By the time Philomena Keyes' skiff arrived Tuesday night to see the polar bear near the mouth of the Yukon River, other villagers were already there in boats of their own snapping cell phone pictures.
"We never saw a polar bear before. I mean only in the zoo, but not out in this area," said Keyes, who grew up on the Lower Yukon and heard about the bear over the VHF radio in Emmonak.
She motored toward the Bering Sea with her mother and sons to see the animal -- one of multiple reports this summer of polar bears along the Yukon-Kuskokwim Delta.
Such appearances are rare but not unheard of in the region, where a few polar bears are seen every three to five years, said Thomas Evans, wildlife biologist with the U.S. Fish and Wildlife Service polar bear program.
Polar bears normally stick to the main pack ice off Alaska's northern coast as a year-round platform to hunt, then follow the expanding ice south during the fall and winter. They normally head north when the ice begins to retreat around late June or early July, Evans said.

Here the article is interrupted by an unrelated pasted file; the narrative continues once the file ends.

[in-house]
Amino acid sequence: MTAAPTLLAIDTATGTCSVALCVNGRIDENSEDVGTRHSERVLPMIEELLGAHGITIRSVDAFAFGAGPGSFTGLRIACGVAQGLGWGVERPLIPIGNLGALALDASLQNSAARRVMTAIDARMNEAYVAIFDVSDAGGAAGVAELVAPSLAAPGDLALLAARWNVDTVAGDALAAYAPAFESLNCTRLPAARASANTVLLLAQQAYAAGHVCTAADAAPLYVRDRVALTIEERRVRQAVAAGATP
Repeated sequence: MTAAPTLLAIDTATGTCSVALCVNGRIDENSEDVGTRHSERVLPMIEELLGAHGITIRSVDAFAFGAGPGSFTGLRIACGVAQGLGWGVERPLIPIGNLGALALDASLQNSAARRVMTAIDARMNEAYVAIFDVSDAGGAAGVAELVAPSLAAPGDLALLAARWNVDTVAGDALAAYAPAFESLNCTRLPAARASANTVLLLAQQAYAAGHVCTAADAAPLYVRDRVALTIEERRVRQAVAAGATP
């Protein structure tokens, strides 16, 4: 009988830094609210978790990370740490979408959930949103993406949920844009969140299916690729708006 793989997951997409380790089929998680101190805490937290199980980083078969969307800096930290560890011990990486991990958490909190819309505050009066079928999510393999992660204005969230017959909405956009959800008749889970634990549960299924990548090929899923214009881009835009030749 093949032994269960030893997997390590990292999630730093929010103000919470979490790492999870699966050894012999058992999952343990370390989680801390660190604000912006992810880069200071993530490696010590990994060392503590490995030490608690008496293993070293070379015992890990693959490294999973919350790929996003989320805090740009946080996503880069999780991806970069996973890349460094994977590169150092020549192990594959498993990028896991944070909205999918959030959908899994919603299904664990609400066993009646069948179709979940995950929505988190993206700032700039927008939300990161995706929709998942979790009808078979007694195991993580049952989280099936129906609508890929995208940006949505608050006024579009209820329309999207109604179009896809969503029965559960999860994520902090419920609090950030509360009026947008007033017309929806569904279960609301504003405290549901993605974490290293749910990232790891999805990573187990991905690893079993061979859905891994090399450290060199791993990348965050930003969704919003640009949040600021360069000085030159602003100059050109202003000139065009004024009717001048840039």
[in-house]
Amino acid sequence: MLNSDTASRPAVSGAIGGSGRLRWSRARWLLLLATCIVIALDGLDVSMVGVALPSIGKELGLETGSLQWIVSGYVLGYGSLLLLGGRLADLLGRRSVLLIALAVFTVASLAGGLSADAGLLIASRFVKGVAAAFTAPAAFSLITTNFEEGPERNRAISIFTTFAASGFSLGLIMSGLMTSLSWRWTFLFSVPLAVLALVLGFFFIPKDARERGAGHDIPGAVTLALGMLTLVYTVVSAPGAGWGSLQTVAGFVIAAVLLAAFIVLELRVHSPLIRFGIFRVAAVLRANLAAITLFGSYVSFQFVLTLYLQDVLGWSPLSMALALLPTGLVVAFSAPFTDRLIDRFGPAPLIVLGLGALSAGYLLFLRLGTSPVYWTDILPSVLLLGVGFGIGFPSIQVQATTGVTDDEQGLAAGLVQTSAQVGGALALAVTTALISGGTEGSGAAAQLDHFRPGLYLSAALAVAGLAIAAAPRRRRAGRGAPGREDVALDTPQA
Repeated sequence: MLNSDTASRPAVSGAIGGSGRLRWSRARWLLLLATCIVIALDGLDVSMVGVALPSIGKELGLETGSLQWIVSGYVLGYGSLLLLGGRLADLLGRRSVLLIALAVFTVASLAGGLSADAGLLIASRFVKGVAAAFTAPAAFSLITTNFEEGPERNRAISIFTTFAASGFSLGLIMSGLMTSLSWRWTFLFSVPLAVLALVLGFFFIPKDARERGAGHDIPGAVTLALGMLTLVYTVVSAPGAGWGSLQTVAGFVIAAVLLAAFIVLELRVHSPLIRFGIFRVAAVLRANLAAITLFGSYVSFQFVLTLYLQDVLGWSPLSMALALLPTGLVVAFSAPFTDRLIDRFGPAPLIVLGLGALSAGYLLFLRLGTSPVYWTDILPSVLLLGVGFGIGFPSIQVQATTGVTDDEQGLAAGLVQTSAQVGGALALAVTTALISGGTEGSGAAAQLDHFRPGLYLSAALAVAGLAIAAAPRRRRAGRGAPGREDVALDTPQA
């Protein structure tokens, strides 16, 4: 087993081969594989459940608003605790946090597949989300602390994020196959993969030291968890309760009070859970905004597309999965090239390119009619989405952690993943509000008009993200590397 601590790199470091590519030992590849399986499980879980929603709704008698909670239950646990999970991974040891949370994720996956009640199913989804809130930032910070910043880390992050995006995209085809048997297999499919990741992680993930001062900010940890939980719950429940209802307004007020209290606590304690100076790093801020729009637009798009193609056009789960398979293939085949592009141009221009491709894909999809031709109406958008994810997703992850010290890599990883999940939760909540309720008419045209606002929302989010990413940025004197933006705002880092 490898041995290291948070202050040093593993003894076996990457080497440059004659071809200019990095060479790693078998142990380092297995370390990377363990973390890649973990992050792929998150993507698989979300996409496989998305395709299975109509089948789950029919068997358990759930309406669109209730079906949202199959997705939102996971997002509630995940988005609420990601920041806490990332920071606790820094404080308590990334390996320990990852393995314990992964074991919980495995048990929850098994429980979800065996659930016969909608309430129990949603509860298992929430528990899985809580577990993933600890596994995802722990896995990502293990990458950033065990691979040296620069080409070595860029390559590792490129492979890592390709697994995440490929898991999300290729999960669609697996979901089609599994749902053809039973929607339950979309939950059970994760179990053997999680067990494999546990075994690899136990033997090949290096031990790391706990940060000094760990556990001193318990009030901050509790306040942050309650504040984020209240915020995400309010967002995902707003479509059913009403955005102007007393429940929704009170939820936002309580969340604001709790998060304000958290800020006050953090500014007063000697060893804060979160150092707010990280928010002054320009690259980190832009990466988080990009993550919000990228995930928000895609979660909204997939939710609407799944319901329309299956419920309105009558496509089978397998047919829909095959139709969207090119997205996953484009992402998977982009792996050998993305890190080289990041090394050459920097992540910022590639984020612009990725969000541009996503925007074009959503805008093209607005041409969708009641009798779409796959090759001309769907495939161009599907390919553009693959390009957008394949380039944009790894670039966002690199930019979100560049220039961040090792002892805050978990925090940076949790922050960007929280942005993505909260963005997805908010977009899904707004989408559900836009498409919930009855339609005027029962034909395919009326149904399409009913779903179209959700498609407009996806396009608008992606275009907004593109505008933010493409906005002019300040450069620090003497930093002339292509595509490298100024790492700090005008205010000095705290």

The bear or bears spotted in Western Alaska this summer were likely hunting for ringed and bearded seals on ice pans along the nearby coast and were forced ashore when the ice broke apart, he said.
While Evans didn't directly link the bear's appearance to global warming -- the same thing might have happened 20 years ago -- the biologist expects climate change to increase summertime bear sightings along Alaska's shores.
As temperatures change, the more stable multi-year ice shrinks, leaving thinner annual ice, he said. Polar bears will increasingly be forced to stay on the pack ice and follow it out past the continental shelf or come to shore, Evans said.
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